Telehealth: The AMA submitted extensive comments related to CMS' proposed changes to expand Medicare Advantage telehealth.

The AMA recommended the proposed requirements and regulatory definitions be finalized and that telehealth be included as a basic benefit for purposes of bid submission and payment. However, the AMA strongly recommended that CMS explicitly clarify that:

  1. Telehealth services are precluded as a means of establishing network adequacy
  2. Telehealth does not include other virtual services which already are permitted for inclusion as part of the basic benefits
  3. All telehealth and virtual services—whether offered as part of the basic benefit or as a supplemental benefit—must comply with state licensure and medical practice laws where the patient is located when receiving such services. 

Network directories: AMA comments expressed concerns about persistently high error rates in Medicare Advantage network directories and strongly encouraged CMS to take enforcement action for noncompliant Medicare Advantage plans. A series of CMS audits found that roughly half of all provider directories contain inaccuracies such as the physician not practicing at the listed location, incorrect phone numbers or physicians not accepting new patients when the directory indicated that they were. Despite these widespread errors, CMS has failed to issue any civil monetary penalties or enrollment sanctions. The AMA noted that Medicare Advantage experts consider accurate provider data a mission-critical foundation for a strong Medicare Advantage quality rating, with members being likely to struggle to access physicians or show up at the wrong location for appointments if directories are inaccurate.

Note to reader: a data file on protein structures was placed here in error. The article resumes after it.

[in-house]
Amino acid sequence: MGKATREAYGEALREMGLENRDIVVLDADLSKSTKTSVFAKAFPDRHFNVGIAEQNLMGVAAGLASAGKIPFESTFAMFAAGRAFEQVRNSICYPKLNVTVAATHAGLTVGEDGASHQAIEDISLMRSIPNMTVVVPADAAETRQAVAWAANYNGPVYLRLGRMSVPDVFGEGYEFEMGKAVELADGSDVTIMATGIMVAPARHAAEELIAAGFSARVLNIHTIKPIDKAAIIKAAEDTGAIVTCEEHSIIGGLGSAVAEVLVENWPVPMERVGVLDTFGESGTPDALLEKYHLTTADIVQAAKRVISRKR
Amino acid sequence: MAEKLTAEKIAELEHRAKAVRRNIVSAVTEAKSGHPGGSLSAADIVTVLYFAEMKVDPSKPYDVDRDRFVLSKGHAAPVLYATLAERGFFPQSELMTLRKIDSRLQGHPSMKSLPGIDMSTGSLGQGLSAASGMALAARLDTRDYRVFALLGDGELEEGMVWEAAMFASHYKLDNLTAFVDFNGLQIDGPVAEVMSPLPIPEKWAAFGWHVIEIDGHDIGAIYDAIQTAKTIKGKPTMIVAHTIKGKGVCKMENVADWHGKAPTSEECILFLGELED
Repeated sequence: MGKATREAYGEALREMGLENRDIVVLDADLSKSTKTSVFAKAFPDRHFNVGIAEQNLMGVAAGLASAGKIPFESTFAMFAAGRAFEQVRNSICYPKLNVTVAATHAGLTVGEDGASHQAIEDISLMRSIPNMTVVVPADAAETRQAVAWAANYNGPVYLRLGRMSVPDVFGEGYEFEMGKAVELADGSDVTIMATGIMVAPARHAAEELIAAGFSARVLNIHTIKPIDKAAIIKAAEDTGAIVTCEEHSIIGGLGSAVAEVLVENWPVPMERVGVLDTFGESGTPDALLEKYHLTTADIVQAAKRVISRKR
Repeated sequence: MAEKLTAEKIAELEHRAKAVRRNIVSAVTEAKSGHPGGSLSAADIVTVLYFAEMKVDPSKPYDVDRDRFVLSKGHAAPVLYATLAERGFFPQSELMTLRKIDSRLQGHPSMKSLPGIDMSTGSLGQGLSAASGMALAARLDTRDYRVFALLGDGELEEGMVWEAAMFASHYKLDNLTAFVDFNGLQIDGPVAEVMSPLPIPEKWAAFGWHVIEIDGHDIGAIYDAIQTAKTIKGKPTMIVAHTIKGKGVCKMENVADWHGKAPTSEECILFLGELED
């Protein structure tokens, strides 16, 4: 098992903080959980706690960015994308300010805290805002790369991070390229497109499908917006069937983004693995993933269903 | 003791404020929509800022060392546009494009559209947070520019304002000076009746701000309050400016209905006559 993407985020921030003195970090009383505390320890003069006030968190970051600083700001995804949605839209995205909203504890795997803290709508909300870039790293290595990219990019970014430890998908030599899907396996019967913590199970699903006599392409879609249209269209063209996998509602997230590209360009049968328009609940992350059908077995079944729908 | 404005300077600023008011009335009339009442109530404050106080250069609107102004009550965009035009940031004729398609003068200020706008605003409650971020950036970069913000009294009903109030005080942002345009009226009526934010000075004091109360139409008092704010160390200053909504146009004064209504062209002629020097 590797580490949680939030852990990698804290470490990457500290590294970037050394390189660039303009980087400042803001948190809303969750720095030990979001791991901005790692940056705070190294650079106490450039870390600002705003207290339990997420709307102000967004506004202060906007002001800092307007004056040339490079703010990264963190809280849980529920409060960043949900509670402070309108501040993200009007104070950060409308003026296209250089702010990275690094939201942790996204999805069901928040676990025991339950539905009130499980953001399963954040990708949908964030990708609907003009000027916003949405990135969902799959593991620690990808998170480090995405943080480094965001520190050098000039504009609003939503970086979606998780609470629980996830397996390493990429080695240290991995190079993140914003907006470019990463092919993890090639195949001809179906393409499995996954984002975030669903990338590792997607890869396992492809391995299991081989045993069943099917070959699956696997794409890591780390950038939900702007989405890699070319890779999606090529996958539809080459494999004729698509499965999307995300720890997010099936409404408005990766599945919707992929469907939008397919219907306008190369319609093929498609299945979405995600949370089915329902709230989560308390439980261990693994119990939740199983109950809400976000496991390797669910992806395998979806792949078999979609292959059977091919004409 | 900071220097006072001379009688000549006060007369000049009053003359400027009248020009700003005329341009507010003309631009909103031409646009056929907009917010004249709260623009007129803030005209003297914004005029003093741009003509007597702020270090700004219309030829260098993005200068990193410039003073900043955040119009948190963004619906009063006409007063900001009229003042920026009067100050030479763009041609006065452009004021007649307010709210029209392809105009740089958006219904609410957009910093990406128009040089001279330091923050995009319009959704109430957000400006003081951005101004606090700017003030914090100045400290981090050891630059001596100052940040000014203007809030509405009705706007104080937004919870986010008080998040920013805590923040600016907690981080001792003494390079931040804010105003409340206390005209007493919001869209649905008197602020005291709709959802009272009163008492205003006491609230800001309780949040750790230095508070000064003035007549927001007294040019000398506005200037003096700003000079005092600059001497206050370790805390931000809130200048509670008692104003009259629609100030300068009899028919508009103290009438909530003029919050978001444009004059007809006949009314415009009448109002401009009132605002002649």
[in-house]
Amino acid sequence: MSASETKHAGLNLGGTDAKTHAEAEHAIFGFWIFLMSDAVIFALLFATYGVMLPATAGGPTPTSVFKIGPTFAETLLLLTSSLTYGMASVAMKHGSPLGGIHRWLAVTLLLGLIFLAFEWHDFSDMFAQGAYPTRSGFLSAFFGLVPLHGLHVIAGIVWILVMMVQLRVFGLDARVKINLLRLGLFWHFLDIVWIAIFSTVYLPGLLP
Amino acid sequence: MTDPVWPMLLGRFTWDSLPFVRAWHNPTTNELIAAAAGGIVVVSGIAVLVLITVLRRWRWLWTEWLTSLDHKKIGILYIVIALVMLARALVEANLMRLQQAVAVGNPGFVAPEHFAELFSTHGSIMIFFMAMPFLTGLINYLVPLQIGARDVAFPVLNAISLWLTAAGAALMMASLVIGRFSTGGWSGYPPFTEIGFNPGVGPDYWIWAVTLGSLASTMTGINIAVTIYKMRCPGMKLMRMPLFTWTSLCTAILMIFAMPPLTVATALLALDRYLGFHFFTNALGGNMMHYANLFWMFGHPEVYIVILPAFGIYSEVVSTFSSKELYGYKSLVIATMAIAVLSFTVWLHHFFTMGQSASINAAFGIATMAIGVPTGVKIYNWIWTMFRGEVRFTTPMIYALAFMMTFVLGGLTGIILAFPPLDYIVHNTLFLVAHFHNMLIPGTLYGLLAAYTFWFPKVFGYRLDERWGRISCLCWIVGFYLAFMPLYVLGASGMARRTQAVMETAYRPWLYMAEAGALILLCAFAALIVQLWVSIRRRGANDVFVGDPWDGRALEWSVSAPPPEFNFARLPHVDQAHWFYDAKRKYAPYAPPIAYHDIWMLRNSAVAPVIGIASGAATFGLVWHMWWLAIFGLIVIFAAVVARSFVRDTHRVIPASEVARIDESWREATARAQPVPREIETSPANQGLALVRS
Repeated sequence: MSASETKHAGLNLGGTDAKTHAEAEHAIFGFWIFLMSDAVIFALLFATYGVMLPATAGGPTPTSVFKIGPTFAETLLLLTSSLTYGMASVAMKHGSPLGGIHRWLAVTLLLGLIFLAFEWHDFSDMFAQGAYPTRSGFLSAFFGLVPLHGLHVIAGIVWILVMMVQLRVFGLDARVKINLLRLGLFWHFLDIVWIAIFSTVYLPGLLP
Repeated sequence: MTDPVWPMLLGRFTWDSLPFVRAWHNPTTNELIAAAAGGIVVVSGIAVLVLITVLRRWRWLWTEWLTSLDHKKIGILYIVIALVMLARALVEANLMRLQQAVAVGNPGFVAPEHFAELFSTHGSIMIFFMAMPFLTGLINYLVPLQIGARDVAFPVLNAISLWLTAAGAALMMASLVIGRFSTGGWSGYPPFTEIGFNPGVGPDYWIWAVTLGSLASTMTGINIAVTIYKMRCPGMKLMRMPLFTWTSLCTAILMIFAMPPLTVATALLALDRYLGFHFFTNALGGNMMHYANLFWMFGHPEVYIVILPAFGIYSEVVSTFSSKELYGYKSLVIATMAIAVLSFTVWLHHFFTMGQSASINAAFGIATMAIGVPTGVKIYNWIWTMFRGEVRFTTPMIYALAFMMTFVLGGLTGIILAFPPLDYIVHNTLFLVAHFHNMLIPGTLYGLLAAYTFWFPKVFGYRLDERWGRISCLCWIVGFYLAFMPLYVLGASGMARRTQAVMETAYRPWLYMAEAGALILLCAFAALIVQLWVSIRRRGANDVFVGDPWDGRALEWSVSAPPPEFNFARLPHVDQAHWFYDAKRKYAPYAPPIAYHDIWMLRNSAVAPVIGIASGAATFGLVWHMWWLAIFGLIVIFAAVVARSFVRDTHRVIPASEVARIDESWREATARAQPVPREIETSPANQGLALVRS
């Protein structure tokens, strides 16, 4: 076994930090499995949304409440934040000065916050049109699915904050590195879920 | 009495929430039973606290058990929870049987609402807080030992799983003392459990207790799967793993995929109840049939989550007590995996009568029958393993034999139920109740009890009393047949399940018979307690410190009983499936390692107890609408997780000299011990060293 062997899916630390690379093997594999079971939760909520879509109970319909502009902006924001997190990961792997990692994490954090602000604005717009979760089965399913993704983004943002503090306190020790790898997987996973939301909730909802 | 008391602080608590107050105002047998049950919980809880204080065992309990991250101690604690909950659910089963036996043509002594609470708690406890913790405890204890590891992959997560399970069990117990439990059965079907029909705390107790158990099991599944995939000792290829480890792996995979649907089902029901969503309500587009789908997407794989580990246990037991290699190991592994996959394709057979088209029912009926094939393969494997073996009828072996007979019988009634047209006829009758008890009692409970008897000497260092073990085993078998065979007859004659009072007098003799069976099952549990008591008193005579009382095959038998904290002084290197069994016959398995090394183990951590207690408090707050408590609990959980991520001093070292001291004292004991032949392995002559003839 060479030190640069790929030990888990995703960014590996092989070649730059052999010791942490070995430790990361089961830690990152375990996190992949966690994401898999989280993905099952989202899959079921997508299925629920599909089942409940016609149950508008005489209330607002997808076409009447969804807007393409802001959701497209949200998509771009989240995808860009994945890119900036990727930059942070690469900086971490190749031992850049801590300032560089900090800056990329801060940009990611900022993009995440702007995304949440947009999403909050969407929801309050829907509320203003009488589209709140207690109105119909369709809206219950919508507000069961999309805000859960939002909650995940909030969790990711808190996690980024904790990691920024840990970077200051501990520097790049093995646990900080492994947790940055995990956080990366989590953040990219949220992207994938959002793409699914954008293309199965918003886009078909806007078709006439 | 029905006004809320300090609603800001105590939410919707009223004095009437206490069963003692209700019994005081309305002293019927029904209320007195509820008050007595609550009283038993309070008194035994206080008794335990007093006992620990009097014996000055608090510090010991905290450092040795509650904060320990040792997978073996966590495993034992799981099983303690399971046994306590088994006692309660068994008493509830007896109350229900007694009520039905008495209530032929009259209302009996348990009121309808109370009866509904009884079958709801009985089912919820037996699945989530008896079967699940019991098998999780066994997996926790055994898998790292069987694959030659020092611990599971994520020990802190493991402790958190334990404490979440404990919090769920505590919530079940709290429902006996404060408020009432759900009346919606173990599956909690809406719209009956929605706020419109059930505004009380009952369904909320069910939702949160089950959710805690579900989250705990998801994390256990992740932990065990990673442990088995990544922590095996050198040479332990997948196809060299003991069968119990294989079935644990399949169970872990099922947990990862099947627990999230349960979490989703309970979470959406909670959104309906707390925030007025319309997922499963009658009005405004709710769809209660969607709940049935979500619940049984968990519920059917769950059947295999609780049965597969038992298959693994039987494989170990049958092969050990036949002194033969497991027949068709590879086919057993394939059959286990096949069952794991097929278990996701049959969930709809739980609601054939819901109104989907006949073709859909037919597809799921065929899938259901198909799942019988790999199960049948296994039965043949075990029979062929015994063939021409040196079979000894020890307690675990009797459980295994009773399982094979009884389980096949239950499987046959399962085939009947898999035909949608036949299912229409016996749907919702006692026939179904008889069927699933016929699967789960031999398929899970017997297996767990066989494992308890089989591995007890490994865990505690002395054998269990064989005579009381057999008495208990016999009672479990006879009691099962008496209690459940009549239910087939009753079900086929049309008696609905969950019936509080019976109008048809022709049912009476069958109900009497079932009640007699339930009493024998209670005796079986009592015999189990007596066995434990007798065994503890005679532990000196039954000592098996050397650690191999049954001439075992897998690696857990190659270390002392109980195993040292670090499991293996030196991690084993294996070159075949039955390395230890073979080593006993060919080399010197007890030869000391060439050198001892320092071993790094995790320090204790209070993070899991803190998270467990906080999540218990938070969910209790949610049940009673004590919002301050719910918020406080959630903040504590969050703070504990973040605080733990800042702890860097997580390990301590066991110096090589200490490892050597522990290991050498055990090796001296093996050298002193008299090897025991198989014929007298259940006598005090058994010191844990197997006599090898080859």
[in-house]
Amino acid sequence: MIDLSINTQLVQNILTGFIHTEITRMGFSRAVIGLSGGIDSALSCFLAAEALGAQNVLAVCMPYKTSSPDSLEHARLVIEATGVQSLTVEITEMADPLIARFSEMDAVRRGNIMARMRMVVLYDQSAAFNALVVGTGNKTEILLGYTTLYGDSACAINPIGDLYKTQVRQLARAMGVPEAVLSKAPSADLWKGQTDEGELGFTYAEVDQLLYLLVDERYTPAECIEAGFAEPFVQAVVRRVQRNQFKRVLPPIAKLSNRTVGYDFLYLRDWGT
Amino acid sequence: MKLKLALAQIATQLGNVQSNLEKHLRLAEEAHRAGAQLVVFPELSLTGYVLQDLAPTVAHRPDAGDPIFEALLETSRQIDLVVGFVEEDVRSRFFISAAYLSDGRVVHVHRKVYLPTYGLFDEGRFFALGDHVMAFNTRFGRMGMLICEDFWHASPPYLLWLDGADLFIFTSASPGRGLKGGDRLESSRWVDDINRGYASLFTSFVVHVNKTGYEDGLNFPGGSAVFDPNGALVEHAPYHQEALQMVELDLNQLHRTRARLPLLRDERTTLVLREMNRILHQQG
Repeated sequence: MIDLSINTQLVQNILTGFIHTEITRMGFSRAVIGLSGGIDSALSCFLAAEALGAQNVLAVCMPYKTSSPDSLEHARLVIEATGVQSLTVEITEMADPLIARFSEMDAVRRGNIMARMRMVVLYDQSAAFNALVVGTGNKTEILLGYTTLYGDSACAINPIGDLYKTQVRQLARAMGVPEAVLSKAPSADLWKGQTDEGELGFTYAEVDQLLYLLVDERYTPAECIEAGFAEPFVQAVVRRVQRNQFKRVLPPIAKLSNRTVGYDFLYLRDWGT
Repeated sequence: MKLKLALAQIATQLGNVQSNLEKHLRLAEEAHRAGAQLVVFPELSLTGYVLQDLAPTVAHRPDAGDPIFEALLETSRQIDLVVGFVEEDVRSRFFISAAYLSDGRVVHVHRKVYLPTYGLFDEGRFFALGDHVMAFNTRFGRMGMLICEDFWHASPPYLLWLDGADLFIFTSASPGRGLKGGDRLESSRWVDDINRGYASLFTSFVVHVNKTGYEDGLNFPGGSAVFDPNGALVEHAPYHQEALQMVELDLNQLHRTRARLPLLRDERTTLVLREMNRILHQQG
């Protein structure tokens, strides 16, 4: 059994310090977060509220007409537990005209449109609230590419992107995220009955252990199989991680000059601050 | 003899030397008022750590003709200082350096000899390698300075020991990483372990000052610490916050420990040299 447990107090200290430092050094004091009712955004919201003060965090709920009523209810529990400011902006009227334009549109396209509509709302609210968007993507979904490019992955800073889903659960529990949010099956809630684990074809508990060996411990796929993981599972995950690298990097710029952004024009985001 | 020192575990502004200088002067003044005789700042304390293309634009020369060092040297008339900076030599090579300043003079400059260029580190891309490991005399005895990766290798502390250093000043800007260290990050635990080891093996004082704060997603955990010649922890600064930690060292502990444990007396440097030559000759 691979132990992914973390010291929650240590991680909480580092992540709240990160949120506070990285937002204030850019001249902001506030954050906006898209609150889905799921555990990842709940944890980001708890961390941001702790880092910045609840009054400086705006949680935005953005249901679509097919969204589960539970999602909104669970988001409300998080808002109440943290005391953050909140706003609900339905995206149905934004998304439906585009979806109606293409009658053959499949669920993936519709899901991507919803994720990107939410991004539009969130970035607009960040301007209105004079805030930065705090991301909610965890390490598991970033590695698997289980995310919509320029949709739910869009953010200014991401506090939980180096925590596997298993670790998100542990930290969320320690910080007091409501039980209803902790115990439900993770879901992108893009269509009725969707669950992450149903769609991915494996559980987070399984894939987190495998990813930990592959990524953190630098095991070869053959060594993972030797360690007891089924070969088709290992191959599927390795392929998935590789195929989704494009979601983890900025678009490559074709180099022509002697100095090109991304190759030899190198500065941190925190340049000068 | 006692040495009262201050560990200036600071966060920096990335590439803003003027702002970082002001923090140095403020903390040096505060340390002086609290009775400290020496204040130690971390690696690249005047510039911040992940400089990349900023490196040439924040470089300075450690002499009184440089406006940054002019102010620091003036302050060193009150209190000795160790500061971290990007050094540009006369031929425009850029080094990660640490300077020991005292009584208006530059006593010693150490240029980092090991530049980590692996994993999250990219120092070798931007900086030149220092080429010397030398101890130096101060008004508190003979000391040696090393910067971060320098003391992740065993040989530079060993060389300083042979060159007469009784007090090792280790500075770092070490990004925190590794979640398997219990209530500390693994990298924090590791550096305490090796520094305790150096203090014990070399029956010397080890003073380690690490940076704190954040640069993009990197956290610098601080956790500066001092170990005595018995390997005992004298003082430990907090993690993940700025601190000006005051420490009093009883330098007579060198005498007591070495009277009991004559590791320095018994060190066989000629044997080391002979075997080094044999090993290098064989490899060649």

Diabetes prevention: In contrast to the traditional Medicare program, Medicare Advantage plans may provide coverage of Medicare Diabetes Prevention Program (MDPP) services in a 100 percent virtual format. Research published in Diabetes and the Journal of Aging and Health has documented cost savings and improved health outcomes for Medicare Advantage patients receiving virtual MDPP services through their Medicare Advantage plan. AMA comments urged that CMS encourage Medicare Advantage plans to offer virtual MDPP services as a supplemental benefit and gather information from the Medicare Advantage experience that could be used to facilitate future expansion of coverage for virtual MDPP services to patients in traditional Medicare.

Other issues: The AMA also identified concerns and offered recommendations related to the Medicare Advantage and Part D Prescription Drug Plan Quality Rating System; Preclusion List requirements for prescribers in Part D and individuals and entities in Medicare Advantage, Cost Plans and the Program of All-Inclusive Care for the Elderly; and Medicare Part D exceptions. Additionally, AMA comments highlighted proposed positive steps to improve current regulations, such as CMS' proposal to enhance price accuracy in the Medicare Plan Finder (MPF) to improve the reliability of a contract's MPF advertised prices.